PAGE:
I don't normally start things off on a serious note. But to be honest, seeing a thread in the Steam forums about how anyone who plays this game is a creepy deviant pissed me off, especially in light of recent events. So in slightly alcohol-induced anger, I'm going to stick it to the man and play me a nice lesbian road trip visual novel, because I can. That and I've been waiting for this to come out forever and was ridiculously overexcited to see that it was launching early, but you know.
Nineteen-year-old Amber has taken her grandfather's old motorhome and started on a journey across the desert, to get to a music festival. By chance, she happens upon Marina, whose car has broken down on the side of the road. Amber takes pity on Marina and drives her to get some gas, but by the time they get back, Marina's car has been stolen. Luckily Amber isn't in a big hurry, and she agrees to be Marina's chauffeur for an expedition involving a hidden treasure and a new gold rush.
Amber and Marina are a compelling main pair, and have a lot more depth than you might think if you just played their first few scenes. Amber is trying not to deal with the grief she feels for her grandfather, and it's portrayed in a way I can really relate to. She worries about Marina's airy personality, while Marina herself wants to be as helpful to Amber as Amber is to her. The way their relationship develops and the conflicts that later come into play are realistic and at times heartbreaking to read. I also like that this story doesn't even try to make either of them closet keys. They both just know that they're lesbians, something that can be surprisingly rare in lesbian stories, and I appreciate that it's just treated like an ordinary fact, as it should be.
The most prominent side characters are Mariah, her childhood friend Joseph, and her younger sister Tess, all of whom are also looking for the treasure. Well, to put it more accurately, Mariah is looking for the treasure and Joseph and Tess are along for the ride. They're all an interesting bunch, and I actually would have liked to see more of the relationship between Mariah and Tess and learn about why the ten-year-old Tess is traveling cross-country with her sister. Then again, they're in the story about as much as they need to be without being annoying, occasionally providing a rival for Amber and at one point giving her some valuable advice.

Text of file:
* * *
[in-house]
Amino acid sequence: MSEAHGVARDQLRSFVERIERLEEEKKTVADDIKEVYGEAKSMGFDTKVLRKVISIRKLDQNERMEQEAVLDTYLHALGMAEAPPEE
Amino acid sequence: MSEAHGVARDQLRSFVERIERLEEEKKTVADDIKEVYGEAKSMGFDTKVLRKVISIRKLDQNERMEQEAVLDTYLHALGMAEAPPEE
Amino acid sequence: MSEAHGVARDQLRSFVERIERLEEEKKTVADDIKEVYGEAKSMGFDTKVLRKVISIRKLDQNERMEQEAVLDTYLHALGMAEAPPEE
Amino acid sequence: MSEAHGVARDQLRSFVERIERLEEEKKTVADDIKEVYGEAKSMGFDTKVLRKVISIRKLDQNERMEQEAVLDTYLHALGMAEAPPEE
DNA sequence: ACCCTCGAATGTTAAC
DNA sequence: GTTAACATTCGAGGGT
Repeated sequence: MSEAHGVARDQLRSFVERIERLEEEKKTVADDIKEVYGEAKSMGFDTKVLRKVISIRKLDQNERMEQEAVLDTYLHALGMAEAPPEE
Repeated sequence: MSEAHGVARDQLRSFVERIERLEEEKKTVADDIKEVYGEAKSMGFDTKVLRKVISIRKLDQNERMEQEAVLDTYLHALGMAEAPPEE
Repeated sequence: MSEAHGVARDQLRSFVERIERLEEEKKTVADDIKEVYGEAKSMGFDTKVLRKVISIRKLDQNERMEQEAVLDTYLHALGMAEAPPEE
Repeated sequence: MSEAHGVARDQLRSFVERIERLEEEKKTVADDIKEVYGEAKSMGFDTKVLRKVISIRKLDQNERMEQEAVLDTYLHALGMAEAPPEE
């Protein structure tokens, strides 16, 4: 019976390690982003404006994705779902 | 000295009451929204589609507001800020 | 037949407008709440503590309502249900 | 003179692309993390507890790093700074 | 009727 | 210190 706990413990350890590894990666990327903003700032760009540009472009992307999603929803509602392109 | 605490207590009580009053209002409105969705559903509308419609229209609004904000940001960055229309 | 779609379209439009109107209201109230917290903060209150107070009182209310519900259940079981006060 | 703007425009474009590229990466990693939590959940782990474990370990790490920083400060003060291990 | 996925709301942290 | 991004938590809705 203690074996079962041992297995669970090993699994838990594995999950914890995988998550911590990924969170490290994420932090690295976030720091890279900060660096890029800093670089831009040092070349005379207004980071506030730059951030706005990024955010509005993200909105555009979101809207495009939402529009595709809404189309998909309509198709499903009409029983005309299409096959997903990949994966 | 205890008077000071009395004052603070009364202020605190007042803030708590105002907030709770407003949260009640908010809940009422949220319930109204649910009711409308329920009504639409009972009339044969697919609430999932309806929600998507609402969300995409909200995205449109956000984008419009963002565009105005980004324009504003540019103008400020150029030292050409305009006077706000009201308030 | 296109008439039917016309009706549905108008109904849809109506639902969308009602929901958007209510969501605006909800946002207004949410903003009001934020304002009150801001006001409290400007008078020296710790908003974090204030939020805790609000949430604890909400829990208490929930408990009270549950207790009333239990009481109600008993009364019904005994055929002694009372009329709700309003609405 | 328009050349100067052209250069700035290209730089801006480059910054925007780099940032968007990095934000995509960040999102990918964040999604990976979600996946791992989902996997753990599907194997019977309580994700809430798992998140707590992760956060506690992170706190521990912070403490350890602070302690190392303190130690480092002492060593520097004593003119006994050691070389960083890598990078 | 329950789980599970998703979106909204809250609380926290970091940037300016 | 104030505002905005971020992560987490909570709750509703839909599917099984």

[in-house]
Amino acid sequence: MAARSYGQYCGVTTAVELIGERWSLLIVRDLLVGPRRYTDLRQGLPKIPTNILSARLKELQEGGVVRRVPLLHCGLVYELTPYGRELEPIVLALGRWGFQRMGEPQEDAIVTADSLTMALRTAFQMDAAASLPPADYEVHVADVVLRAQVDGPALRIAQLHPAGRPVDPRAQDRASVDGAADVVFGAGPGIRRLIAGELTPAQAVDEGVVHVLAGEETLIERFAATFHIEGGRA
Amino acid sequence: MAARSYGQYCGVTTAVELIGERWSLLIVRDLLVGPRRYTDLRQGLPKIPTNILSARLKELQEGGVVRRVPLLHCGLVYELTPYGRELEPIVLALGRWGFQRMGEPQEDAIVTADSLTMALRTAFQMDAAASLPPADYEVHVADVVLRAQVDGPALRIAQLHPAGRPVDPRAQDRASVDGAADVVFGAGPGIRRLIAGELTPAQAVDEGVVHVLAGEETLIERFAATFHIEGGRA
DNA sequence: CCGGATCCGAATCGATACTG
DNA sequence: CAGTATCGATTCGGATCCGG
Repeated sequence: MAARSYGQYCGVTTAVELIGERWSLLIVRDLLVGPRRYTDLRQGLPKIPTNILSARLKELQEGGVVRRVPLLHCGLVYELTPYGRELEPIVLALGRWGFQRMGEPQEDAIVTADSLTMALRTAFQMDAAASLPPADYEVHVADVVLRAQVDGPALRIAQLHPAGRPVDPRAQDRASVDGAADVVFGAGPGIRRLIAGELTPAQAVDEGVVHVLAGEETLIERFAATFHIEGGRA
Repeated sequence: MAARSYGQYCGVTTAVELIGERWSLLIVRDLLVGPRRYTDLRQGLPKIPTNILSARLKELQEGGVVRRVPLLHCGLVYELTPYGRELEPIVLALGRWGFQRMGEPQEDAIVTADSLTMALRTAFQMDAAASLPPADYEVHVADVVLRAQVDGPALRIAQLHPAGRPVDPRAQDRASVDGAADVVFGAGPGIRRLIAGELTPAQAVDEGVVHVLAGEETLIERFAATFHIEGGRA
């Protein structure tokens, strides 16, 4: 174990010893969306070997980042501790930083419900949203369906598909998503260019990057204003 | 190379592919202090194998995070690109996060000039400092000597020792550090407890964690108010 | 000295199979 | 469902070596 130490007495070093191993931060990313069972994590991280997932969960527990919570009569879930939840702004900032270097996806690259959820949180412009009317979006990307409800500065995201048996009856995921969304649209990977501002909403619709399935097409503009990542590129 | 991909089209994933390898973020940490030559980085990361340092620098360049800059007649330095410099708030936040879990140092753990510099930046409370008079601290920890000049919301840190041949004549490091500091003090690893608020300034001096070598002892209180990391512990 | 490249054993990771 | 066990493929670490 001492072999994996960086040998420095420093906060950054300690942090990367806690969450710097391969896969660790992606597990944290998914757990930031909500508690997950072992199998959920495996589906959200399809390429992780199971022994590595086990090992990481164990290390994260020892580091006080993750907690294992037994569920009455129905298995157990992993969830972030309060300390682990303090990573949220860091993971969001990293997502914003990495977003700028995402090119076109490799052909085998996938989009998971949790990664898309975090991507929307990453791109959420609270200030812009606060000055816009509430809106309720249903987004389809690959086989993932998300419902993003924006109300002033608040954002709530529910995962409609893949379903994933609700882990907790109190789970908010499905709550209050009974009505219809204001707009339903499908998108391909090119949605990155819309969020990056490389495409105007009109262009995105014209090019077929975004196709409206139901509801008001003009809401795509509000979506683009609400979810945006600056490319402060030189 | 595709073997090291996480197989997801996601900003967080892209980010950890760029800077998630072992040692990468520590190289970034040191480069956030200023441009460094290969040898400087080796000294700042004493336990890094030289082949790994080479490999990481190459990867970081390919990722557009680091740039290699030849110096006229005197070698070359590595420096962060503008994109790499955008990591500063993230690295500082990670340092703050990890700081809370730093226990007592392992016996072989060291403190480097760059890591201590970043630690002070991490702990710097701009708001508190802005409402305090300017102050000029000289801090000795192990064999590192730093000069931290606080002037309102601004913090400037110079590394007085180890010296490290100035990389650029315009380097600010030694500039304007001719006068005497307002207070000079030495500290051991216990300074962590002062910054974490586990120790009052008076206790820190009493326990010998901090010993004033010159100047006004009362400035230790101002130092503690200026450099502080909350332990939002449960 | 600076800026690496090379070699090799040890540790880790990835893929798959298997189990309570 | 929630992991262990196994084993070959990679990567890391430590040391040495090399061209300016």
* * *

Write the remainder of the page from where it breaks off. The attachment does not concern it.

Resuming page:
The story of the treasure is an interesting one, although at times it feels very secondary to the relationship, which is par for the course in a romance. Still though, the fact that there's all this gold to be found and the characters don't ever mention how they're going to cash it in and how they'd deal with hypothetical fame resulting from being the ones to find this treasure. And then there's the fact that if that many people were already searching for it before them, I feel like someone would have had to have found it out of sheer dumb luck. But honestly, it doesn't bother me that much; it's not meant to be the main focus and it's not treated that way. And yes, it's still cool to be hunting for actual gold.
The artwork is beautifully done, but what adds to it is the presentation. Specifically, it's the use of animation and the Ren'Py 3D Camera System, made by Alice in Dissonance, the folks behind the Fault series. There are all kinds of little animation touches, like when the characters are driving somewhere, and they all add a great sense of immersion and polish. As great as all these things are, though, I regrettably have to mention the fact that on my initial playthrough, I was unable to adjust any of the music or sound volumes or the text speed; the sliders didn't exist. Not sure if this is a bug or what, but much as I enjoy the music, I also enjoy the ability to adjust it. (EDIT: No one else I've found has had this issue, so it may simply be an issue with my computer and not the game itself.) There's also a point where Amber is talking to two other characters and her sprite is transparent...I might just be weird to notice that, but it was a bit distracting.
Never fake an orgasm, Amber. Never do it. It's a bad idea. I guess this is probably a matter of personal taste (no pun intended) but orgasm faking really bothers me!
Okay, I'm done with this tangent now.
Despite some small flaws, I am overall very impressed with Highway Blossoms. A lot of work has gone into it, and it really shows. The story, while not winning any awards, does pull your interest, and the characters are fun to be with and hard to watch struggle. My favorite thing, though, is dat animation. It's just such a nice touch and it adds an amazing feel of refinement that I haven't seen in many visual novels. As a developer myself, I'd go so far as to say that Highway Blossoms is a game to admire on a production level, and I hope to one day make a game as good as this.
Highway Blossoms is available on Steam. The all-ages version on Steam can have adult content added with a free patch available in the Steam forums.
Final verdict: A few bugs and holes in the plot aside, Highway Blossoms shines in its characters and artwork, but most of all in its production quality in regards to innovative camera use and animation, and it sets a very high standard as a shining example of what talented folks can do with Ren'Py.
Highway Blossoms is developed by Alienworks and published by Sekai Project. The opinions expressed in this review are my own. I received a free copy of this game in exchange for my review.